# Approximate degree of $\textrm{AC}^0$

EDIT (v2): Added a section at the end on what I know about the problem.

EDIT (v3): Added discussion on threshold degree at the end.

Question

This question is mainly a reference request. I don't know much about the problem. I want to know if there has been previous work on this problem, and if so, can someone point me to any papers that talk about this problem? I'd also like to know the current best bounds on the approximate degree of $\textrm{AC}^0$. Any other information would also be appreciated (e.g., historical information, motivation, relation to other problems, etc.).

Definitions

Let $f:\{0,1\}^n \to \{0,1\}$ be a Boolean function. Let $p$ be a polynomial over the variables $x_1$ to $x_n$ with real coefficients. The degree of a polynomial is the maximum degree over all monomials. The degree of a monomial is the sum of exponents of the various $x_i$ that appear in that monomial. For example $\textrm{deg}(x_1^7x_3^2) = 9$.

A polynomial $p$ is said to $\epsilon$-approximate $f$ if $|f(x)-p(x)|<\epsilon$ for all $x$. The $\epsilon$-approximate degree of a Boolean function $f$, denoted as $\widetilde{\textrm{deg}}_{\epsilon}(f)$, is the minimum degree of a polynomial that $\epsilon$-approximates $f$. For a set of functions, $F$, $\widetilde{\textrm{deg}}_{\epsilon}(F)$ is the minimum degree $d$ such that every function in $F$ can be $\epsilon$-approximated by a polynomial of degree at most $d$.

Note that every function can be represented with no error by a degree $n$ polynomial. Some functions really do need a degree $n$ polynomial to approximate to any constant error. Parity is an example of such a function.

Problem statement

What is $\widetilde{\textrm{deg}}_{1/3}(\textrm{AC}^0)$? (The constant 1/3 is arbitrary.)

Notes

I encountered this problem in the paper The Quantum Query Complexity of AC0 by Paul Beame and Widad Machmouchi. They say

Also, our results do nothing to close the gap in the lower bound on the approximate degree of AC0 functions.

They mention "the problem of the approximate degree of AC0" in their acknowledgements too.

So I assume there has been some work on this problem before? Can someone point me to a paper that talks about the problem? And what are the best known upper and lower bounds?

What I know about the problem (This section was added in v2 of the question)

The best known upper bound on $\widetilde{\textrm{deg}}_{1/3}(\textrm{AC}^0)$ that is know is the trivial upper bound $n$. The best lower bound I know comes from Aaronson and Shi's lower bound for the collision and element distinctness problems, which gives a lower bound of $\tilde{\Omega}(n^{2/3})$. (For severely restricted versions of $\textrm{AC}^0$, like formulas with $o(n^2)$ formula size, or depth-2 circuits with $o(n^2)$ gates, we can prove a $o(n)$ upper bound using quantum query complexity.)

Related: threshold degree (Added in v3)

As Tsuyoshi points out in the comments, this problem is related to the problem of determining the threshold degree of $\textrm{AC}^0$. The threshold degree of a function $f$ is the minimum degree of a polynomial $p$ such that $f(x)=1 \implies p(x)>0$ and $f(x)=0 \implies p(x)<0$.

Lower bounds for the threshold degree of $\mathrm{AC}^0$ have now been improved by Sherstov. He exhibits a family of constant-depth read-once formulas on $n$ variables whose threshold degree approaches $\Omega(\sqrt{n})$ as the depth goes to infinity, which is almost tight since read-once formulas have threshold (and even approximate) degree $O(\sqrt{n})$. See http://eccc.hpi-web.de/report/2014/009/. (Jan, 2014)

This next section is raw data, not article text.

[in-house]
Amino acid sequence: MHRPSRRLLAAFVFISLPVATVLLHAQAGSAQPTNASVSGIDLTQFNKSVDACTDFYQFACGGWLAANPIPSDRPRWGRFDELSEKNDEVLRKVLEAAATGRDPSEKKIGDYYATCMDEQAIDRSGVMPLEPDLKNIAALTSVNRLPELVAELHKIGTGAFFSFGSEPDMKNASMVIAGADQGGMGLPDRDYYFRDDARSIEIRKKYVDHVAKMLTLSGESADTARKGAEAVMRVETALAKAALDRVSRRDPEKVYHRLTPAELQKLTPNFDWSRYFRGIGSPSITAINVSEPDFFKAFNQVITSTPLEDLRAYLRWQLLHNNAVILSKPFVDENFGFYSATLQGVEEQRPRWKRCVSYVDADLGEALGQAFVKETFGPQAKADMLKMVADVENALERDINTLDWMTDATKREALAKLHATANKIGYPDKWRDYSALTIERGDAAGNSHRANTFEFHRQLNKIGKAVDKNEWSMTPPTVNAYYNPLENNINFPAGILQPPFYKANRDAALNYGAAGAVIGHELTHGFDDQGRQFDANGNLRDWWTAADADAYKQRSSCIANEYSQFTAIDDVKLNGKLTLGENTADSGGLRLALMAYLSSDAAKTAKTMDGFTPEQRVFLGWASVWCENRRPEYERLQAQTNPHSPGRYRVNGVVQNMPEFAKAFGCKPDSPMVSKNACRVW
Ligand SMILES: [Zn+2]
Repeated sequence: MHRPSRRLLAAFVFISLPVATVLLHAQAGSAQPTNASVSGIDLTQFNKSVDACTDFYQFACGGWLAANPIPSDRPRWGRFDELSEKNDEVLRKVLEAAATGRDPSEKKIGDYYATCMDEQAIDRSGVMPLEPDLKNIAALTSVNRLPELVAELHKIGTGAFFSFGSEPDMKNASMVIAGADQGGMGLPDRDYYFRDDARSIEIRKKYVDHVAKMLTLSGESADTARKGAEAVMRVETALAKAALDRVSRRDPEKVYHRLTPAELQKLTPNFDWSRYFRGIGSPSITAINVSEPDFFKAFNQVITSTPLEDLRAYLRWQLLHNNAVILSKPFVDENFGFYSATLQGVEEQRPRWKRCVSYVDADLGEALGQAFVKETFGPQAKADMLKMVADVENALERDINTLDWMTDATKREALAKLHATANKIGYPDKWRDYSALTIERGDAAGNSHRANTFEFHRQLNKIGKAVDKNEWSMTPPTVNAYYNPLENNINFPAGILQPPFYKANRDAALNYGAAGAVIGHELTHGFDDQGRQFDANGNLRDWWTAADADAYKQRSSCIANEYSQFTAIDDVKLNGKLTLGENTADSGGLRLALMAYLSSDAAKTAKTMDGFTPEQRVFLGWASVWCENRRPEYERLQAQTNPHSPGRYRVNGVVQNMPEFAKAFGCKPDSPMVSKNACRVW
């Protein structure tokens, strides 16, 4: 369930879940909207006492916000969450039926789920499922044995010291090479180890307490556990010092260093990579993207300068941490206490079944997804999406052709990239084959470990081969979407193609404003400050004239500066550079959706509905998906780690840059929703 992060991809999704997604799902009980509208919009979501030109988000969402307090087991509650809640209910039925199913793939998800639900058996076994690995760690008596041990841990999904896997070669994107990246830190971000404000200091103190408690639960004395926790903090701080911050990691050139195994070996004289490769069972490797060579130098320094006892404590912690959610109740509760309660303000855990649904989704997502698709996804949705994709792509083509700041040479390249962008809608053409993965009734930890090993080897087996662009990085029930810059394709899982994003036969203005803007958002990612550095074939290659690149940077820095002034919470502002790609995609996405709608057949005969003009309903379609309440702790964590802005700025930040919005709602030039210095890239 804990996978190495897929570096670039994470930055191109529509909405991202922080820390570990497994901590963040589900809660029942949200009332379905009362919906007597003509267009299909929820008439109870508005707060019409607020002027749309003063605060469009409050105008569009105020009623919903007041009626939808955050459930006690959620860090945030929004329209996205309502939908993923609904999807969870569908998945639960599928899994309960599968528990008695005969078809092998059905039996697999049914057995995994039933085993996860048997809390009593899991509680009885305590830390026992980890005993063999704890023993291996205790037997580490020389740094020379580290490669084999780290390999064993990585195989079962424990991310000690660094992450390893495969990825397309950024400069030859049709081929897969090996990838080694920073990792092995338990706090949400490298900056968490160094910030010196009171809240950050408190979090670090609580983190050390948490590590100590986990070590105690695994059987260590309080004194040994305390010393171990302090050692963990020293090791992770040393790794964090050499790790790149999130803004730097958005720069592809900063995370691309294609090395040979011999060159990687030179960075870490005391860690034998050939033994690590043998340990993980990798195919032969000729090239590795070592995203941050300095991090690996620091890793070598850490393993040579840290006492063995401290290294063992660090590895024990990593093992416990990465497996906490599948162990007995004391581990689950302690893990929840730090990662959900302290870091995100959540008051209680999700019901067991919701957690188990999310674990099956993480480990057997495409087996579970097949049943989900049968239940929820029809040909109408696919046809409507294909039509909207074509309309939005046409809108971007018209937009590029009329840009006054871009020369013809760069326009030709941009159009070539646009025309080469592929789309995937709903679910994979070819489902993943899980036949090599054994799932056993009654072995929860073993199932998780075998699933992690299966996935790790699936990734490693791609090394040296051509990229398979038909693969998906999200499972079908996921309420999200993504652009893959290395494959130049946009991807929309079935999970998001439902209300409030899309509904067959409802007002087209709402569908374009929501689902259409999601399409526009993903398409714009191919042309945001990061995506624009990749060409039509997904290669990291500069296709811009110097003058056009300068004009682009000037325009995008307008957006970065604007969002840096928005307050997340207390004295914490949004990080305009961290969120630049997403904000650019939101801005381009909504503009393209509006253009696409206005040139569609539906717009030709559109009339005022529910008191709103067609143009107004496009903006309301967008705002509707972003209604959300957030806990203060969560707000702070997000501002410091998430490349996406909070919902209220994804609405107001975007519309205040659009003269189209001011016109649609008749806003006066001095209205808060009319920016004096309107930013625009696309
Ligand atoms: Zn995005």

• A lower bound Ω(n^(1/3)) is known even for threshold degree (the minimum degree of a polynomial p such that f(x)=1 ⇒ p(x)>0 and f(x)=0 ⇒ p(x)<0). See the end of Section 3.1 of “Communication lower bounds using dual polynomials” by Sherstov. Jul 19 '12 at 12:59
• @Tsuyoshi: Thanks. The threshold degree (which lower bounds the approximate degree) of AC0 is also an interesting question. The best lower bounds that I know for the threshold degree of AC0 are in New degree bounds for polynomial threshold functions by O'Donnell and Servedio. The lower bound is better than Ω(n^(1/3)) by a log factor that grows with the depth of the circuit. Jul 26 '12 at 2:23
• Oops, you are right, the $\tilde{\Omega}(n^{2/3})$ lower bound on the approximation degree for AC0 is obvious from Aaronson and Shi. Silly me. Thanks for the pointer to O’Donnell and Servedio, too. Jul 29 '12 at 0:07
• A recent paper by Mark Bun and Justin Thaler titled "Hardness Amplification and the Approximate Degree of Constant-Depth Circuits" also discusses this problem briefly. They say that the lower bound of Aaronson and Shi is the best known lower bound for a function in AC<sup>0</sup> and that lower bound even holds in a slightly more general model. Apr 4 '14 at 17:49

They claim that for any $\delta > 0$, there exists a function $f$ in $\mathrm{AC}^0$ such that $\widetilde{\mathrm{deg}}_{1/3}(f) = \Omega(n^{1-\delta})$, nearly closing the gap with the trivial $O(n)$ upper bound. They achieve this with a general method to boost the approximate degree of a function with sublinear approximate degree, keeping the number of variables quasi-linear. From the abstract :
Specifically, we show how to transform any Boolean function $f$ with approximate degree $d$ into a function $F$ on $O(n \cdot \mathrm{polylog}(n))$ variables with approximate degree at least $D = Ω(n^{1/3} · d^{2/3} )$. In particular, if $d = n^{1−Ω(1)}$, then $D$ is polynomially larger than $d$. Moreover, if $f$ is computed by a polynomial-size Boolean circuit of constant depth, then so is $F$.
• Indeed, this almost closes the problem. They also show a DNF of quasipolynomial size with approximate degree $\Omega(n^{1-\delta})$. Apr 4 '17 at 18:19